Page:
Uropathogenic Escherichia coli (UPEC) is the most common causal agent of urinary tract infections (UTIs) in humans. Currently, clinical detection methods take hours (dipsticks) to days (culturing methods), limiting rapid intervention. As an alternative, the use of molecular methods could improve speed and accuracy, but their applicability is complicated by high genomic variability within UPEC strains. Here, we describe a novel PCR-based method for the identification of E. coli in urine. Based on in silico screening of UPEC genomes, we selected three UPEC-specific genes predicted to be involved in pathogenesis (c3509, c3686 (yrbH) and chuA), and one E. coli-specific marker gene (uidA). We validated the method on 128 clinical (UTI) strains. Despite differential occurrences of these genes in uropathogenic E. coli, the method, when using multi-gene combinations, specifically detected the target organism across all samples. The lower detection limit, assessed with model UPEC strains, was approximately 104 CFU/ml. Additionally, the use of this method in a novel ultrafast PCR thermal cycler (Nextgen PCR) allowed a detection time from urine sampling to identification of only 52 min. This is the first study that uses such defined sets of marker genes for the detection of E. coli in UTIs. In addition, we are the first to demonstrate the potential of the Nextgen thermal cycler. Our E. coli identification method has the potential to be a rapid, reliable and inexpensive alternative for traditional methods.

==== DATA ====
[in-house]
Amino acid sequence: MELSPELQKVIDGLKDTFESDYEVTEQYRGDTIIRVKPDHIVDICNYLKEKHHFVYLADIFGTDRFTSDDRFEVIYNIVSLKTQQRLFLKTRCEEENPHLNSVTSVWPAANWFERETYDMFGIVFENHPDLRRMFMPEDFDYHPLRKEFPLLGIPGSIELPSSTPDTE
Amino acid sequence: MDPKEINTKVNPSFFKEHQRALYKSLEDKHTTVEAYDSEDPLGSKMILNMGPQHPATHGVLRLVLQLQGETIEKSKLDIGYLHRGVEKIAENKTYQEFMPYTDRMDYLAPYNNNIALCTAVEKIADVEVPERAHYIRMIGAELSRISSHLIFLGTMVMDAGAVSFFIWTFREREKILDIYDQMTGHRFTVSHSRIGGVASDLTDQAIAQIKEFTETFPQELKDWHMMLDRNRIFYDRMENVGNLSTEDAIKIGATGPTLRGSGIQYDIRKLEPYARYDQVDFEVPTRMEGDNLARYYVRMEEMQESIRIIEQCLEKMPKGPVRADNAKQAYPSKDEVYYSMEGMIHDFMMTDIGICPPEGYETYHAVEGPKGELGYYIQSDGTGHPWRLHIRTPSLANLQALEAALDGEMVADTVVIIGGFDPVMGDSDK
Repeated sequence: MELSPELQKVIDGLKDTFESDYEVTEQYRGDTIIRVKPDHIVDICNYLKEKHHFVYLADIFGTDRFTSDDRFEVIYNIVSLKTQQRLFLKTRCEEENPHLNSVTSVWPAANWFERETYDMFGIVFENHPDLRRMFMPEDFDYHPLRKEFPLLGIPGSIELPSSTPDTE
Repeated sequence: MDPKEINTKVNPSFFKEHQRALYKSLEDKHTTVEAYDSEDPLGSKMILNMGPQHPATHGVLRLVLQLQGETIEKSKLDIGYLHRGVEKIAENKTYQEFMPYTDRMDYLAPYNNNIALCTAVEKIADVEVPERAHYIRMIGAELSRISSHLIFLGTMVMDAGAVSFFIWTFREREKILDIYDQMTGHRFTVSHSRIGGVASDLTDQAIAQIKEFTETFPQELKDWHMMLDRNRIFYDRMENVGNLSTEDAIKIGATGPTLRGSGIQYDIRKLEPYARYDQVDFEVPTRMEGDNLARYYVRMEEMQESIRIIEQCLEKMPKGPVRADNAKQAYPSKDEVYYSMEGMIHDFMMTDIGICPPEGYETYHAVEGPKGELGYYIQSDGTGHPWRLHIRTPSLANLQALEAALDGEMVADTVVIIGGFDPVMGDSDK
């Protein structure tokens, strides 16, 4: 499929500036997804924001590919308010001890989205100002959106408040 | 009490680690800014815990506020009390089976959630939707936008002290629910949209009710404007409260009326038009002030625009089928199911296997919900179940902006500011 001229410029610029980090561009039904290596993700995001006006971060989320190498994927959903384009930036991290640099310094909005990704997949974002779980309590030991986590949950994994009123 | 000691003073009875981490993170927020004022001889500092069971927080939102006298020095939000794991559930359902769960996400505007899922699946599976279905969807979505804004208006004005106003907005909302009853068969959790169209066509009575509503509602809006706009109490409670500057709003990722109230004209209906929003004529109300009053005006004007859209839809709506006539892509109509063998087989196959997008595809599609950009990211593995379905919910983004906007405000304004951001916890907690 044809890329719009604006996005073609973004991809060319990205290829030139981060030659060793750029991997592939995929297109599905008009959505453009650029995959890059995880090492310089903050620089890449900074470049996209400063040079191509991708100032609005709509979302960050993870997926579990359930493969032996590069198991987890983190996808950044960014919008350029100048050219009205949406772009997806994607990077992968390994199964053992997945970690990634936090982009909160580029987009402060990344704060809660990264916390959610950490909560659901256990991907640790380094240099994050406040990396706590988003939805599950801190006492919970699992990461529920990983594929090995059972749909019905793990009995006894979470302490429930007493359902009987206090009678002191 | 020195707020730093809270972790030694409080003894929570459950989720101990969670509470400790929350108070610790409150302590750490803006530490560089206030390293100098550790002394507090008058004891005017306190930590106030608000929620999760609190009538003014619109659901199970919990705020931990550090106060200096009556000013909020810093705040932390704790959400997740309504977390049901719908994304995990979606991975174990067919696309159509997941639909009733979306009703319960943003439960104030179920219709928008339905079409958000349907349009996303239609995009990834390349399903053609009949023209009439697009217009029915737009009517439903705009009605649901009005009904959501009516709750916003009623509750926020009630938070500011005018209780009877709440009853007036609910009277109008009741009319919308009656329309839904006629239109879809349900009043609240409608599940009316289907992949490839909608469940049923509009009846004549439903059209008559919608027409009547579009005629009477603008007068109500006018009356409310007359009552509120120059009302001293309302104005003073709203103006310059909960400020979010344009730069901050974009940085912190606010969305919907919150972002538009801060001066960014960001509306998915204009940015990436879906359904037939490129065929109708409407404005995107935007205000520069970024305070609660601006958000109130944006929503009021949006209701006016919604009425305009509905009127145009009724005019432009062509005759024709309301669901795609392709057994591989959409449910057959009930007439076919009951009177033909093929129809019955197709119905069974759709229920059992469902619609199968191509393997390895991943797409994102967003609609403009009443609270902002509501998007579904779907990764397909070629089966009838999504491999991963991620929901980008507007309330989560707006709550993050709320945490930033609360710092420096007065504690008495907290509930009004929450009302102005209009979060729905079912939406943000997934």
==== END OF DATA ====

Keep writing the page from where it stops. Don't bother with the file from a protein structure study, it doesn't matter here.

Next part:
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Pers / media: Onderzoek › Academic